Bombay High Court order on ‘skin to skin touch’ will be quashed? Supreme Court reserved decision

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Table of Contents

Highlights

  • Supreme Court reserves judgment in skin to skin touch case
  • The parties concerned can present written arguments in three days.
  • ‘The decision of the High Court will set a wrong precedent and it will be dangerous’

New Delhi
The Supreme Court has reserved its decision after hearing the appeal filed against the decision of the Bombay High Court in the ‘Skin to Skin Touch’ case. The Attorney General has urged the Supreme Court to set aside the Bombay High Court’s decision in the Skin to Skin Touch case. On the other hand, the National Commission for Women has also challenged the decision of the Bombay High Court by filing a separate application.

The Bombay High Court had held that touching the internal part of a minor without removing his clothes is not a sexual assault. It said in its decision that unless there is skin-to-skin touch, it cannot be considered as sexual misconduct. During the hearing of the appeal filed against this decision, a bench headed by the Chief Justice of the Supreme Court had stayed the order of the High Court on January 27.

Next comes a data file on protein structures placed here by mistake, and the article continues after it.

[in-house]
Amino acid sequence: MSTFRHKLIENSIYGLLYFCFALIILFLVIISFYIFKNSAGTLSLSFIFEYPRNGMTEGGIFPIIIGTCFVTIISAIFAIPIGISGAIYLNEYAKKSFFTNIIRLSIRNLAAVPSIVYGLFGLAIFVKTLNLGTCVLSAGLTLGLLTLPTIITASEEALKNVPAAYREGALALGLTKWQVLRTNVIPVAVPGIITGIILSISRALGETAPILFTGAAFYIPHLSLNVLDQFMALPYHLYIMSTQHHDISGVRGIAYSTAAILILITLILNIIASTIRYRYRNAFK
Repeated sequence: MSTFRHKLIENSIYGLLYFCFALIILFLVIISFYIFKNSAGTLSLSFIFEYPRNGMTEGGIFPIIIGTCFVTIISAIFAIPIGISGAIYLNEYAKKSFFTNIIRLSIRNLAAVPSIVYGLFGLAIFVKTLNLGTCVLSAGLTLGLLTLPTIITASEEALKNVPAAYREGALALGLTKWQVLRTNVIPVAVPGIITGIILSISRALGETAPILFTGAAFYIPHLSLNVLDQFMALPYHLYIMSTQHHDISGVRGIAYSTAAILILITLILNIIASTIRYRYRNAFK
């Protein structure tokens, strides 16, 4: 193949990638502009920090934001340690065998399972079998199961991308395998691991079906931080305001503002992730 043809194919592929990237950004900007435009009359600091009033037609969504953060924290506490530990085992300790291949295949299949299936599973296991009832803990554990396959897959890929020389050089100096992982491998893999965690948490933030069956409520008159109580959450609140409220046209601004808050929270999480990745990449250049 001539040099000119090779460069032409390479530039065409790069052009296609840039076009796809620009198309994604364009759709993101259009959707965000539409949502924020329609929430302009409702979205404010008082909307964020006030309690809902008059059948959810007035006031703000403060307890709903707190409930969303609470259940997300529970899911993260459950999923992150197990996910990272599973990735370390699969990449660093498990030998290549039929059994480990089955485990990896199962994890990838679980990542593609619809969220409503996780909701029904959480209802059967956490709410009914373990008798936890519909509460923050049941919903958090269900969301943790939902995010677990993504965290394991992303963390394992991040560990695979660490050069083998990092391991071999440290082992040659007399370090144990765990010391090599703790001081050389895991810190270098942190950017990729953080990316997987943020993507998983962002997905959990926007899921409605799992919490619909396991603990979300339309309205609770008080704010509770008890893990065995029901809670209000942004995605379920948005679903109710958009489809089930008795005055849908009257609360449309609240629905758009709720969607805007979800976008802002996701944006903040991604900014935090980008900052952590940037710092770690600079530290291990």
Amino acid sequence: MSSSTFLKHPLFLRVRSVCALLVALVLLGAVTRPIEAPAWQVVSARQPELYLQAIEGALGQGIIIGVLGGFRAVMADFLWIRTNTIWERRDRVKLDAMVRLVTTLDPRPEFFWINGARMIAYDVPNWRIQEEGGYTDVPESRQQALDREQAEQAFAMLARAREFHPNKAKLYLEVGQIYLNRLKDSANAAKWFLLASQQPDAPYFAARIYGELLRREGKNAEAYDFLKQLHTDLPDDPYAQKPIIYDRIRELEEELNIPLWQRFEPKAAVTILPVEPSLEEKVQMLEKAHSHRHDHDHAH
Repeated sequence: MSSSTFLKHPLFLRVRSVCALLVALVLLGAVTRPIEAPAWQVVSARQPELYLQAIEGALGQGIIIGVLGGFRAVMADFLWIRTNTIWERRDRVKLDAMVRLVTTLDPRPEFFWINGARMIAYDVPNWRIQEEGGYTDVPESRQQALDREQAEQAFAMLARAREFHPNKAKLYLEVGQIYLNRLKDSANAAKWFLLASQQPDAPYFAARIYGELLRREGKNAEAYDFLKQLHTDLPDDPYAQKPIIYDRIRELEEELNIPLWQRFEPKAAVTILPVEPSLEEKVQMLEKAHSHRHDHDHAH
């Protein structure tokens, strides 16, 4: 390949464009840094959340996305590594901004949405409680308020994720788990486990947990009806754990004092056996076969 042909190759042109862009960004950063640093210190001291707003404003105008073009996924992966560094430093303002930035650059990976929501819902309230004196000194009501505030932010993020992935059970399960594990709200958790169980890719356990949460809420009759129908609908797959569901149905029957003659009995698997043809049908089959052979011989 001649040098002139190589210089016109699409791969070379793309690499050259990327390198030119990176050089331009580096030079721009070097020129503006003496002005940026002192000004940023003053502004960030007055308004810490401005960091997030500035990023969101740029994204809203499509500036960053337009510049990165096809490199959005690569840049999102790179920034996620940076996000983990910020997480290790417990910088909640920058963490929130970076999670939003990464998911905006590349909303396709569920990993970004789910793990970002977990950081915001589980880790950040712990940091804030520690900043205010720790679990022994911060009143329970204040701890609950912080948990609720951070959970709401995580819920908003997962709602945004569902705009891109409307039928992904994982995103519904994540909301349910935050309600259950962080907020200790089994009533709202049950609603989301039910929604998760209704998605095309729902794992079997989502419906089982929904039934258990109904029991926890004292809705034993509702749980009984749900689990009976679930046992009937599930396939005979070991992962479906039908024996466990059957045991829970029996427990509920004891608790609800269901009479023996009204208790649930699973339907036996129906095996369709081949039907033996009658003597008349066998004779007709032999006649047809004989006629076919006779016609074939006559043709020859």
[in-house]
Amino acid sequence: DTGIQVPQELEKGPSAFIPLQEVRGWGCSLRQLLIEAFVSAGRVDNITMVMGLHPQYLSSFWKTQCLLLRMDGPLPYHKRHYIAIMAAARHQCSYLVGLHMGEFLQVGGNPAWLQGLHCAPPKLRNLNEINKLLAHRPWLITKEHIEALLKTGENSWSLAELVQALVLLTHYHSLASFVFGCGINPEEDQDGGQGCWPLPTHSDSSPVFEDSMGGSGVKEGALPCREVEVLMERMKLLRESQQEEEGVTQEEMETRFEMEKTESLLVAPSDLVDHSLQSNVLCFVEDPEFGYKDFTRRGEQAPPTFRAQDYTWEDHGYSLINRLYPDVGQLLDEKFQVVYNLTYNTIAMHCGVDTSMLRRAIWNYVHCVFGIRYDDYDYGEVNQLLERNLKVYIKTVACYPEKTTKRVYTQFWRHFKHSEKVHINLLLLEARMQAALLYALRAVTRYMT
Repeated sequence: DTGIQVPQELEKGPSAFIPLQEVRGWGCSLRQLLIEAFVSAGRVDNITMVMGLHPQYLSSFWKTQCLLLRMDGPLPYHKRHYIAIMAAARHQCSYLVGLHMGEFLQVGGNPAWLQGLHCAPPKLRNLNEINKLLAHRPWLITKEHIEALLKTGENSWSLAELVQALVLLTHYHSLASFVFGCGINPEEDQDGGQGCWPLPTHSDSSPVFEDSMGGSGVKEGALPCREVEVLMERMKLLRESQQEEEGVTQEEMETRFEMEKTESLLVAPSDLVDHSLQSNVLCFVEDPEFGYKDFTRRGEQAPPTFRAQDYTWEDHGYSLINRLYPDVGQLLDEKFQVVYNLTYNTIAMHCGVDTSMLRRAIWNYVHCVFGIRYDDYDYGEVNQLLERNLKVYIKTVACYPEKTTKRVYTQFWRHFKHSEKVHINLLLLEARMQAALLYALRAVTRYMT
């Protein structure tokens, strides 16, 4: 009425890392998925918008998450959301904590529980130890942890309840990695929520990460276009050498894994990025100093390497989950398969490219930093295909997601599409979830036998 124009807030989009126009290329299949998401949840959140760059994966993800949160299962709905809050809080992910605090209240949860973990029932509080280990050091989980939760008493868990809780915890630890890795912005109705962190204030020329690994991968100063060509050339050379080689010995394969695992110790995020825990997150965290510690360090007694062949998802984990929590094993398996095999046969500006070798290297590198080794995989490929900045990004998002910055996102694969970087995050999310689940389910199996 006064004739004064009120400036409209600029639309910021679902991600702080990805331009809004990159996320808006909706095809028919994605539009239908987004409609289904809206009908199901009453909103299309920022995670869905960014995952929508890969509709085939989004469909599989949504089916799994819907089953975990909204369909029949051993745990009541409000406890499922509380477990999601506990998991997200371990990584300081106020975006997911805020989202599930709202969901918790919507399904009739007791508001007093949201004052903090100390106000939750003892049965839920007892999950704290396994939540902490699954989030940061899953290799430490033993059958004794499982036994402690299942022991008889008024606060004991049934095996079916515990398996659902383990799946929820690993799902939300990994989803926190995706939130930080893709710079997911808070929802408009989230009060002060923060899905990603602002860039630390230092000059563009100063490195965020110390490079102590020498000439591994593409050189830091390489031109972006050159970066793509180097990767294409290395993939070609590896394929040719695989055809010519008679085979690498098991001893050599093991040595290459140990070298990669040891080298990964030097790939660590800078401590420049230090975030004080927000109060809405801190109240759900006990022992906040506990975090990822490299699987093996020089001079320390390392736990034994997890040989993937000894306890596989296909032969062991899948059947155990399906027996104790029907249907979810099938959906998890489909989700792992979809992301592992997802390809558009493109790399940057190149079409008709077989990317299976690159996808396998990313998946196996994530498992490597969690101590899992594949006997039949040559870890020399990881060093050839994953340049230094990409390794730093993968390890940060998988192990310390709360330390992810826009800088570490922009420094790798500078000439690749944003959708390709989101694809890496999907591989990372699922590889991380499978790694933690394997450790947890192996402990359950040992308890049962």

A bench headed by Justice UU Lalit of the Supreme Court, after hearing the matter, reserved the verdict, saying that the parties concerned can present written arguments in the matter in three days. During the hearing of the case on Thursday, the Maharashtra government, while arguing against the High Court’s decision, said that they also agree with the argument of the Attorney General and present the same argument.

Earlier, the Attorney General asked the Supreme Court to set aside the Bombay High Court judgment that made skin-to-skin touch mandatory for offenses under POCSO. The Attorney General has said in the Supreme Court that the High Court’s decision will set a wrong precedent and it will be dangerous. He argued that skin-to-skin touch is not mandatory under the POCSO Act and the Attorney General approached the Supreme Court to set aside the Bombay High Court’s decision.

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